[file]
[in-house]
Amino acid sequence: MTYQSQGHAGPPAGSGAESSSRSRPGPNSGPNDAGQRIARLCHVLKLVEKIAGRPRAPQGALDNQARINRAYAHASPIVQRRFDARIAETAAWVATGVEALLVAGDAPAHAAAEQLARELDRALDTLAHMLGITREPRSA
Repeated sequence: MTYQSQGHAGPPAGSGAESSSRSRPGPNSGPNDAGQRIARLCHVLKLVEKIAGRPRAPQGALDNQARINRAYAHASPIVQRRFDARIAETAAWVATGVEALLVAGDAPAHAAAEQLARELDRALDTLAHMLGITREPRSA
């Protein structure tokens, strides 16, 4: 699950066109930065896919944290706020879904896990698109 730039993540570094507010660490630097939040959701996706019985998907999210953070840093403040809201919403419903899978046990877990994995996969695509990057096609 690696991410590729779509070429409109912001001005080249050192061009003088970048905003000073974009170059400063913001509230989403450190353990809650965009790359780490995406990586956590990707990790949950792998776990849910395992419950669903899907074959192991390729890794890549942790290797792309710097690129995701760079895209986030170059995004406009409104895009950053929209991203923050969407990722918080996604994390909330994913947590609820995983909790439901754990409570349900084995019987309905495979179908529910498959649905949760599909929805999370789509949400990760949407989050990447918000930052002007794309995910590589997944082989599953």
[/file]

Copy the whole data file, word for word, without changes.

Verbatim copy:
[in-house]
Amino acid sequence: MTYQSQGHAGPPAGSGAESSSRSRPGPNSGPNDAGQRIARLCHVLKLVEKIAGRPRAPQGALDNQARINRAYAHASPIVQRRFDARIAETAAWVATGVEALLVAGDAPAHAAAEQLARELDRALDTLAHMLGITREPRSA
Repeated sequence: MTYQSQGHAGPPAGSGAESSSRSRPGPNSGPNDAGQRIARLCHVLKLVEKIAGRPRAPQGALDNQARINRAYAHASPIVQRRFDARIAETAAWVATGVEALLVAGDAPAHAAAEQLARELDRALDTLAHMLGITREPRSA
């Protein structure tokens, strides 16, 4: 699950066109930065896919944290706020879904896990698109 730039993540570094507010660490630097939040959701996706019985998907999210953070840093403040809201919403419903899978046990877990994995996969695509990057096609 690696991410590729779509070429409109912001001005080249050192061009003088970048905003000073974009170059400063913001509230989403450190353990809650965009790359780490995406990586956590990707990790949950792998776990849910395992419950669903899907074959192991390729890794890549942790290797792309710097690129995701760079895209986030170059995004406009409104895009950053929209991203923050969407990722918080996604994390909330994913947590609820995983909790439901754990409570349900084995019987309905495979179908529910498959649905949760599909929805999370789509949400990760949407989050990447918000930052002007794309995910590589997944082989599953």